The Magic Of "Sweat"

This play is a play designed to heal.

When I first read Lynn Nottage’s Pulitzer-Prize winning play Sweat last May, I immediately thought that this play is a play designed to heal. Fast forward to 8 months later and I re-encounter this play as a potential understudy for the roles of Chris and Evan and it was the medicine that I needed as I had just experienced a tragedy in my family due to gun violence. “Wow,” I thought to myself, “It’s true; this play is designed to heal!”

That audition experience gave me the permission to use whatever I was feeling and mirror the characters in the play, especially Chris and Jason. Every single event about loss, betrayal, love, expansion, aspirations, race, prejudice, bigotry, dogma, drugs, incarceration, complacency, politics in my past lived in the letters, the punctuation, the spaces, the metaphors and the phrases of Lynn Nottage at that moment.  Methought (in my British dialect), if I feel this by reading and performing it, then imagine what the theatergoers might feel sitting in their seats.  

Once I got into the space of Studio 54 to start understudy rehearsals, those events, race, politics, etc, came rushing right back. However they weren’t directed towards any one person.  They were real questions that needed to be answered in order for more people to have their own healing experience in life.  These people were not the theatergoers, not the ushers or the actors on stage.  These questions belonged to the understudies.  

We had so many questions from whether or not a specific character in the play was a racist or prejudice to what would you have done in that situation. In that one session, we understudies realized that night, underground in our dressing room, that we (humans) all have a level of prejudice. The next question then became, when does our prejudice mind turn into racial activity?  And is being prejudice the cause to the effect (racial activity)?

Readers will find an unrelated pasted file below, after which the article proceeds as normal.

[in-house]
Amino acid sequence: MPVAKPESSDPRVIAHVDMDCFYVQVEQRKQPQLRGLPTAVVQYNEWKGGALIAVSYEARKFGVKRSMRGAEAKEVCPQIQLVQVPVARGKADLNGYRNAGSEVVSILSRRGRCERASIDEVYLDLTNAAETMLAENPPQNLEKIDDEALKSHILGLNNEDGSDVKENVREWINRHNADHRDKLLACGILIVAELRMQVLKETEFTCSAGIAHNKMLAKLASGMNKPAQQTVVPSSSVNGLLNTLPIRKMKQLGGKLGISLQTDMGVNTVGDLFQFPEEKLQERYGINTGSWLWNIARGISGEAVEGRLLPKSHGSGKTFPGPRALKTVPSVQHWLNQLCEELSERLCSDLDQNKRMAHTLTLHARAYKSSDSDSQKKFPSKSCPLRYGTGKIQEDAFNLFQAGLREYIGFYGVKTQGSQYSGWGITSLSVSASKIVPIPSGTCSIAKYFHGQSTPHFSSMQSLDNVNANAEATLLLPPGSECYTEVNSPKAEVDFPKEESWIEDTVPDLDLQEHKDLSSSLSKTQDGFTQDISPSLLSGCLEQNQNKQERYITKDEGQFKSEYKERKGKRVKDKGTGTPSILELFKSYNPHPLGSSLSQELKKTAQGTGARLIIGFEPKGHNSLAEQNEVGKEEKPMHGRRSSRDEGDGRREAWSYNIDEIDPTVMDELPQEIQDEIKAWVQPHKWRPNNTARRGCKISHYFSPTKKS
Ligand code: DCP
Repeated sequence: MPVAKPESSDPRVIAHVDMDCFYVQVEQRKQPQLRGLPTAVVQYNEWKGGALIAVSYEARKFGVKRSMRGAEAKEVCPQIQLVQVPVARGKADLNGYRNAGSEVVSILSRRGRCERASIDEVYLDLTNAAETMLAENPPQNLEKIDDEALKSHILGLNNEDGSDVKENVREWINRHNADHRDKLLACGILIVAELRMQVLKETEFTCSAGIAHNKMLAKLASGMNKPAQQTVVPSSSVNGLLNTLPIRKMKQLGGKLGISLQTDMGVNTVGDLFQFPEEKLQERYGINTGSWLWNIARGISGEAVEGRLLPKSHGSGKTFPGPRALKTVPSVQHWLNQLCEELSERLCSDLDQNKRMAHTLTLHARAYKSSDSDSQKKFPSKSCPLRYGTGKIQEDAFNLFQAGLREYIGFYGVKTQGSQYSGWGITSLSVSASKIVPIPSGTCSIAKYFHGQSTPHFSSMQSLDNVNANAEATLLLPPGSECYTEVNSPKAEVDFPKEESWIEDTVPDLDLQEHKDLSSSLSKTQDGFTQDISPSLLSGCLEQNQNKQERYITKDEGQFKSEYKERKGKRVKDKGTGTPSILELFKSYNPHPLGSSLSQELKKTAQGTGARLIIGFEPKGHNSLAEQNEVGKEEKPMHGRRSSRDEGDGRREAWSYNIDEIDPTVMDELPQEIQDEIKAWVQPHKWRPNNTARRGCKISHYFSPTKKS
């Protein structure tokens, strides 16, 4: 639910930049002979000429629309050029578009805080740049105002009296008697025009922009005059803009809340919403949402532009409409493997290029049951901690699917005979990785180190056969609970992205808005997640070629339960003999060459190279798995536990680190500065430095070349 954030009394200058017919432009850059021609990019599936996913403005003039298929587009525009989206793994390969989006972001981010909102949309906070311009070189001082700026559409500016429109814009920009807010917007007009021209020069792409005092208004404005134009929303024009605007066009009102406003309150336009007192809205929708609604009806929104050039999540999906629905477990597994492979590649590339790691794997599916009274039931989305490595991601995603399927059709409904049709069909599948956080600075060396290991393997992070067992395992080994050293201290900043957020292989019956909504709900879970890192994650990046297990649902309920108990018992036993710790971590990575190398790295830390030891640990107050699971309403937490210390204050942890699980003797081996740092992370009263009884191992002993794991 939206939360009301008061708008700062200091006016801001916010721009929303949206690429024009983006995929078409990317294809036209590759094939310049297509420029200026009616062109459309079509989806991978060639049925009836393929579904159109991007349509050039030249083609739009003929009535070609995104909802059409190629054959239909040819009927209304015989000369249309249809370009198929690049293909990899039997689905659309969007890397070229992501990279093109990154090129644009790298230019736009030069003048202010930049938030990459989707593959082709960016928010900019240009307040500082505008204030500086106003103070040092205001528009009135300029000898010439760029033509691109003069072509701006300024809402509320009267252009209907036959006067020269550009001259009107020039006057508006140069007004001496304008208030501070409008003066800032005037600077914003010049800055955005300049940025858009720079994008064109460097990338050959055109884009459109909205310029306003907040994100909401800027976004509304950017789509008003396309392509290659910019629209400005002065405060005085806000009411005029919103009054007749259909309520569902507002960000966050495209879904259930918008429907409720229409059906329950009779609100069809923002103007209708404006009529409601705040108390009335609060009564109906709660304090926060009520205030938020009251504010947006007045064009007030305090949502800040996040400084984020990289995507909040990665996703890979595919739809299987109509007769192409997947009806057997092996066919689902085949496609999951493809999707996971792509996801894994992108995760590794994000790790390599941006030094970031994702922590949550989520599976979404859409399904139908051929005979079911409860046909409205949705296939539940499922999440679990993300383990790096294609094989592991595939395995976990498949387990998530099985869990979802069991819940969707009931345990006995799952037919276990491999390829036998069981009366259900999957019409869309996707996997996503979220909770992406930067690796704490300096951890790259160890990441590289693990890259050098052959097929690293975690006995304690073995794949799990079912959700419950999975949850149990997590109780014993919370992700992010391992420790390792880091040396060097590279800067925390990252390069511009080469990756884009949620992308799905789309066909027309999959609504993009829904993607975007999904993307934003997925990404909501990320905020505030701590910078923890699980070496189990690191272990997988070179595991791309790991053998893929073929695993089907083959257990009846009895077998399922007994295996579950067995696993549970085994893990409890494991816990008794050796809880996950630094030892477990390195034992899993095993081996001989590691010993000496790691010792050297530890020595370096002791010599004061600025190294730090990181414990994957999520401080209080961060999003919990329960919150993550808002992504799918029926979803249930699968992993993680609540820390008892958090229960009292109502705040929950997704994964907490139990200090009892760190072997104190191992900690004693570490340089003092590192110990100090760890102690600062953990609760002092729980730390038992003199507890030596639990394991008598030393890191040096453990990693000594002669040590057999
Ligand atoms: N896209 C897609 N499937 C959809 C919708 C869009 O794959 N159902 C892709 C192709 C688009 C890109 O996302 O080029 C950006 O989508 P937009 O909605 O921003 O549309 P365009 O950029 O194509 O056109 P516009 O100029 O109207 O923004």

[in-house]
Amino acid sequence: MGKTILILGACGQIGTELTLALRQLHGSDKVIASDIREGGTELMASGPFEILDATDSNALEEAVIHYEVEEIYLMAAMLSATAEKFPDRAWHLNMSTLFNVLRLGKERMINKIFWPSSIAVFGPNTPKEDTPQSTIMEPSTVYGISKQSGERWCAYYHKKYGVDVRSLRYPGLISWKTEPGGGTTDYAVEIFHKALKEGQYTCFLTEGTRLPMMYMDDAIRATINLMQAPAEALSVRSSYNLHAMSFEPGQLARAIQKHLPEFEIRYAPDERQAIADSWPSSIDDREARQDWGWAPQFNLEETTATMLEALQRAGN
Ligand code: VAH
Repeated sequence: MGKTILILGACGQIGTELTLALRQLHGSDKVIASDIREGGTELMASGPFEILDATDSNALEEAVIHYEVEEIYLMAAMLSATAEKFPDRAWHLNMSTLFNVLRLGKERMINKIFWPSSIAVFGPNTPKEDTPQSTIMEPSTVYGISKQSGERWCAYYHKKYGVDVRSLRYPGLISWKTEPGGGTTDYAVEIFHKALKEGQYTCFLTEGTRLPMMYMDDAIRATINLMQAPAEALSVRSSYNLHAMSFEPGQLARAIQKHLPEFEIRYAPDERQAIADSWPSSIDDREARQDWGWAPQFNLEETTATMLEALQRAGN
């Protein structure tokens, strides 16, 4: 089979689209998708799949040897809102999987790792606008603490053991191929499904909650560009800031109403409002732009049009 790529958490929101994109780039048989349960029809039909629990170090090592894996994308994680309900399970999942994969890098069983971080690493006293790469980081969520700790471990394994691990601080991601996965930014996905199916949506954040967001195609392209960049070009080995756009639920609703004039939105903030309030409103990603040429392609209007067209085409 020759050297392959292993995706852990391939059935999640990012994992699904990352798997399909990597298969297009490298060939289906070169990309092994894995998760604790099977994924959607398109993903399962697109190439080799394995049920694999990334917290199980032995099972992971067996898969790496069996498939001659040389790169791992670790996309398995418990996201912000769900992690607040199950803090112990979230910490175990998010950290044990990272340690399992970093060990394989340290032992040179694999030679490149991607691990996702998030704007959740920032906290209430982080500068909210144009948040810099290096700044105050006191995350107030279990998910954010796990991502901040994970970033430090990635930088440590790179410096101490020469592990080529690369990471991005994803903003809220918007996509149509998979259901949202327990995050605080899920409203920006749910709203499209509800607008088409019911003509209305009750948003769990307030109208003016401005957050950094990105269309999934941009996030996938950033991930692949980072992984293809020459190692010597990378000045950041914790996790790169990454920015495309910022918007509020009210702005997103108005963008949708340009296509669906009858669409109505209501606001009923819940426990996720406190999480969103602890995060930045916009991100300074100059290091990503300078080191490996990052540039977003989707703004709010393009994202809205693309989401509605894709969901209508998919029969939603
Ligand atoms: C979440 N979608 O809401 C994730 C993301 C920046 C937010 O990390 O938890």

Way down under in our cozy dressing room, we the understudies ask questions about these American themes in the play every night.  Well, not every night but most nights when we're not running lines so diligently.   We ask questions and it never gets old to us.  We might get heated like the characters in the play do but what makes it all magical and worthwhile is the fact that my fellow understudies and I get to have a dialogue that people out in the world might be too afraid or dogmatic to have.  Several of my cast mates expressed how they felt so much better about being able to talk about these various topics now because previous times they had been shamed out of being allowed to speak about them.  This play has brought this need to open one's vision and quite possibly un-shame the shamed.  That's what the power of a timely piece of magnificent theater has done to a group of people.  There is no need for dogma in our space.  Rupert Sheldrake said, "A dogmatic assumption inhibits inquiry."  My advice to those thinking about seeing this play is once you do see it, feel free to inquire everything, even if it's fixed and people assume it can't, won't or will never change.

About Sweat:

Sweat, by two-time Pulitzer Prize winner Lynn Nottage, directed by Kate Whoriskey is playing a critically acclaimed run at Broadway’s Studio 54 (254 West 54th Street).

With warm humor and tremendous heart, Lynn Nottage’s Sweat tells the story of a group of friends who have spent their lives sharing drinks, secrets and laughs while working together on the line of a factory floor. But when layoffs and picket lines begin to chip away at their trust, the friends find themselves pitted against each other in the hard fight to stay afloat.

Sweat has also been nominated for three Tony Awards® including Best Play, two nominations for Best Featured Actress in a Play (Johanna Day and Michelle Wilson); three Drama League Awards: Distinguished Production of a Play and Distinguished Performance (Johanna Day and Michelle Wilson); three Outer Critics Circle Awards: Outstanding Broadway Play, Outstanding Director of a Play (Kate Whoriskey), and Outstanding Featured Actress in a Play (Johanna Day); and two Drama Desk Awards including Outstanding Play.

About the author:

RASHAD EDWARDS (u/s Chris, Evan). Broadway Debut. Off-Broadway: Bullet for Adolf Box. Film/TV: "Madam Secretary," "Person of Interest," Oxy Morons, The Music Never Stopped, A NY Thing. BA, Prairie View A&M University, MFA, NYU Graduate Acting. 

Follow Rashad on Twitter here: